"That’s the logic of taking a terror attack by one relatively small organization and falsely believing it means that we’re in some kind of "war" where ... aggressive military action..."
"...we have to start reconnecting with who we are as a people..."
"Reconnecting"? Professor Erb and his ilk have never been connected with the America I remember and that he suggests that we reconnect with.

And, just for the record, I am not "engaging" the Professor.
 
Written By: notherbob2
URL: http://
A Huffington Post story today shows a journalist coming clean about the LN. For those who are interested, it’s all there, in black and white.
 
Written By: Robert Fulton
URL: http://
That’s the logic of taking a terror attack by one relatively small organization and falsely believing it means that we’re in some kind of "war" where innocent deaths, aggressive military action, and detention and even killing without evidence of crimes committed is allowed...
What about -

1993 World Trade Center (WTC) Attack

1998 Embassy Bombings

2000 U.S.S. Cole Attack

Do those count?

Or how about the averted attacks?

1993 Landmarks Plot

1995 Bojinka Plot

1997 Subway Plot

2000 Millennium Plot

You know Scott, the more you post here, the more I question what the hell you are all about. It is sad - sometimes you challenge me with things that make me think... but most of the time, you challenge me to make it through your post.
 
Written By: meagain
URL: http://
Counter-terrorism is different than warfare. That’s something counter-terrorism experts agree upon. War as a metaphor for counter-terrorism is misplaced. Also, compared to real wars, a few attacks with limited damage and a few plots is hardly a war. And none of those gives any credence to the idea that attacking Iraq was at all defensive. That is, to be very kind, a huge stretch.

Robert, no you are definitely not engaging. You’re not saying anything. But somehow you’re using a lot of words to do it.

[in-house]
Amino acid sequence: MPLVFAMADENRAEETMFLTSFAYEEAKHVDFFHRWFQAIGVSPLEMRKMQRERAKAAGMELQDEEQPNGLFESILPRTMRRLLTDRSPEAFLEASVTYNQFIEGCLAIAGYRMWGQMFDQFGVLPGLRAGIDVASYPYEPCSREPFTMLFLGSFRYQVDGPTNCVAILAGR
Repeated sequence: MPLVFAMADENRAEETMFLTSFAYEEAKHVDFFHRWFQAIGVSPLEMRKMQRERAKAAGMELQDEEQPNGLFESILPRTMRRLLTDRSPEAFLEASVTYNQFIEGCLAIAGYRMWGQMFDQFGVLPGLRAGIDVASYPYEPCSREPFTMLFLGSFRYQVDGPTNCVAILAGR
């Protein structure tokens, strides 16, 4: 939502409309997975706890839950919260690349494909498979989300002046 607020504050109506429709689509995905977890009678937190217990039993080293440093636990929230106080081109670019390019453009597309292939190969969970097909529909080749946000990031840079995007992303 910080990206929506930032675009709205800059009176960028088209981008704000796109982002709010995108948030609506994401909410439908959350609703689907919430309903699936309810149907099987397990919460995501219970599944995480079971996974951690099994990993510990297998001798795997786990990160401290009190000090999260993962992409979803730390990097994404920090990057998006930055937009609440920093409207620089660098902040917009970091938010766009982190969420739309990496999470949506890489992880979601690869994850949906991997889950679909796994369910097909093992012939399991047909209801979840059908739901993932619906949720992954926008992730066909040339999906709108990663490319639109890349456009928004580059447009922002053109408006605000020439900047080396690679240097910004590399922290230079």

Written By: Scott Erb
URL: http://faculty.umf.maine.edu/~erb/blog.htm
"And none of those gives any credence to the idea that attacking Iraq...
Yaaaawwwwwnnn! How 2003. Is anyone still talking about why we went into Iraq? Why?

Oh; because it is politically convenient for the Democrats. And, we’re not at war? Yeah, I remember when this was a big deal over Korea. Every single thing that had previously constituted "war" was there: military personnel dieing, bombs, rockets, bullets, etc. But certain political types maintained that it was not a "war". Nowadays, since there are no elections to be won on the point, it is simply "The Korean War".

What if we had not gone into Iraq, would Afghanistan still be a "war"? Nah, the Democrats (and Professor Erb) would be harping along just the same. The only thing that is an official war is when we dither so long that someone finally gets strong enough that they threaten the very life of the country and when they attack us we must expend huge amounts of money and blood to defend ourselves. Then it is, possibly, OK to go to war.

Sorry. No sale.
 
Written By: Robert Fulton
URL: http://
No discussion whatsoever of the concept of "nation building"?

Not too long ago libertarians and conservatives were united against the idea that the US government could or should engage in peace keeping and nation building because they were improper uses of the military and pointless exercises in trying to make other people over in our own image. This was an idea that conservatives criticized heavily during the Clinton administration, with GW Bush elected on a platform of "no nation building".

Any discussion of libertarian opposition to the war in Iraq or Afghanistan for that matter starts with that point, not discussed here as of yet.

Libertarians in general believe in non-intervention and isolationism as first principles, those terms not just taking into account military intervention but the endless "soft" means of trying to manipulate world events through diplomacy and the like. The libertarian critique of the this war or any war starts with the examining how previous interventions and manipulations in the international arena have lead to the events.

This is very different than the American "liberal" position that stresses diplomacy as a means to manipulate international events in the favor of the US. The intervention and manipulation itself is at issue, not the means.
 
Written By: DS
URL: http://
No discussion whatsoever of the concept of "nation building"?